China’s growing anti-access/area denial (A2/AD) capabilities, ranging from an expanding fleet of modern submarines to anti-ship ballistic and cruise missiles, increase the operational risk for deployment of U.S. forces in the event of conflict. China’s capabilities not only jeopardize American combat forces that would flow into the theater for initial combat, but also would continue to threaten the logistical support needed to sustain American combat power during the subsequent days, weeks, and months.

American basing structure in the Indo-Pacific region, including access to key allied facilities, is therefore both necessary and increasingly at risk.

American Facilities

Hawaii. Much as it was in the 20th century, Hawaii remains the linchpin of America’s ability to support its position in the Western Pacific. If the United States cannot preserve its facilities in Hawaii, both combat power and sustainability become moot. The United States maintains air and naval bases, communications infrastructure, and logistical support on Oahu and elsewhere in the Hawaiian Islands. Hawaii is also a key site for undersea cables that carry much of the world’s communications and data, as well as for satellite ground stations.

Guam. The American territory of Guam is located 4,600 miles farther west. Obtained from Spain as a result of the Spanish–American War, Guam became a key coaling station for U.S. Navy ships. It was seized by Japan in World War II, was liberated by U.S. forces in 1944, and after the war became an unincorporated, organized territory of the United States. Key U.S. military facilities on Guam include U.S. Naval Base Guam, which houses several attack submarines and possibly a new aircraft carrier berth, and Andersen Air Force Base, one of a handful of facilities that can house B-2 bombers. U.S. task forces can stage out of Apra Harbor, drawing weapons from the Ordnance Annex in the island’s South Central Highlands. The Marine Corps is working to expand a major facility, Marine Corps Base Camp Blaz, activated on October 1, 2020.138 Upon completion in 2025, the base will host 5,000 Marines comprising various aviation and ground combat, combat support, logistics, and headquarters units.139 There is also a communications and data relay facility on the island.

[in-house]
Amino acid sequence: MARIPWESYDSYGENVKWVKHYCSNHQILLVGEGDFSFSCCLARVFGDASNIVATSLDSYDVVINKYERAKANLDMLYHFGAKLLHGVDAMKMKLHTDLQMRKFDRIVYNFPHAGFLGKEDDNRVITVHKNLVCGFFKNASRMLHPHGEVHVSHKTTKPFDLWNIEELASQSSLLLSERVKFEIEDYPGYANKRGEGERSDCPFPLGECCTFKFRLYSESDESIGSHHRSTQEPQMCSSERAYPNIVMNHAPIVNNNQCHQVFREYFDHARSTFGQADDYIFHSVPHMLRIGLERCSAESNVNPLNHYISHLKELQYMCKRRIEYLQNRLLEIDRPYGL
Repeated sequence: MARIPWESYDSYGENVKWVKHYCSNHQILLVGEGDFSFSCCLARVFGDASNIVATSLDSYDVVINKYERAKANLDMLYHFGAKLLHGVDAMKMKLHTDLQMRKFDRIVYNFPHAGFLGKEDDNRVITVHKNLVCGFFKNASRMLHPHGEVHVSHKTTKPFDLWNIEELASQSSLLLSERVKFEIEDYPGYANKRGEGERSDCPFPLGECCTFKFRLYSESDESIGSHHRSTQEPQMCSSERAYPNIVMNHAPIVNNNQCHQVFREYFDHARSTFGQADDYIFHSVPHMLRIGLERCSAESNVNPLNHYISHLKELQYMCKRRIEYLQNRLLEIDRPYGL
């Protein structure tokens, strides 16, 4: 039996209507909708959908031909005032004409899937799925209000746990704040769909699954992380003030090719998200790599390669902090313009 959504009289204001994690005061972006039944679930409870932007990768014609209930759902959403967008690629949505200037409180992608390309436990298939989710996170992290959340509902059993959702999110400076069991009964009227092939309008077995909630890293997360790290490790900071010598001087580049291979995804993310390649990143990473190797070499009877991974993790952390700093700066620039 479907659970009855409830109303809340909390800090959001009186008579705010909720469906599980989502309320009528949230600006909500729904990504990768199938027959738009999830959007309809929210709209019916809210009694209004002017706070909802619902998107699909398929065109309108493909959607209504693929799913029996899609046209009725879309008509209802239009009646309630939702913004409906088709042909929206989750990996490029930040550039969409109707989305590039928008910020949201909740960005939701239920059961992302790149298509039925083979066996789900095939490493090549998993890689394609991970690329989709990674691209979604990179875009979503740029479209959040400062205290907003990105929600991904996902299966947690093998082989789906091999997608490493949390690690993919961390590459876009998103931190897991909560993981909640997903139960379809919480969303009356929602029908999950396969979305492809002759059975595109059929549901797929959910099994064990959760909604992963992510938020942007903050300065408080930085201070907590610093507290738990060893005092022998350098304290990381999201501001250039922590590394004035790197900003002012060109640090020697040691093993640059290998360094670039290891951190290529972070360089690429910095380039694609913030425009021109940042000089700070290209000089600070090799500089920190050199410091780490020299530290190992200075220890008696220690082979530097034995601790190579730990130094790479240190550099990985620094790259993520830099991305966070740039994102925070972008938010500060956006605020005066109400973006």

Guam’s facilities have improved steadily over the past 20 years. B-2 bombers, for example, began to operate from Andersen Air Force Base in March 2005.140 These improvements have been accelerated and expanded even as China’s A2/AD capabilities have raised doubts about the ability of the U.S. to sustain operations in the Asian littoral. The concentration of air and naval assets as well as logistical infrastructure, however, makes the island an attractive potential target in the event of conflict. The increasing reach of Chinese and North Korean ballistic missiles reflects this growing vulnerability.

Guam and Saipan. The U.S. military has noncombatant maritime prepositioning ships (MPS), which contain large amounts of military equipment and supplies, in strategic locations from which they can reach areas of conflict relatively quickly as associated U.S. Army or Marine Corps units located elsewhere arrive in the areas. U.S. Navy units on Guam and in Saipan, Commonwealth of the Northern Marianas, support prepositioning ships that can supply Army or Marine Corps units deployed for contingency operations in Asia.

Allied and Other Friendly Facilities

For the United States, access to bases in Asia has long been a vital part of its ability to support military operations in the region. Even with the extensive aerial refueling and replenishment skills of the U.S. Air Force and U.S. Navy, it is still essential that the United States retain access to resupply and replenishment facilities, at least in peacetime. The ability of those facilities to survive and function will directly influence the course of any conflict in the Western Pacific region. Moreover, a variety of support functions, including communications, intelligence, and space support, cannot be accomplished without facilities in the region.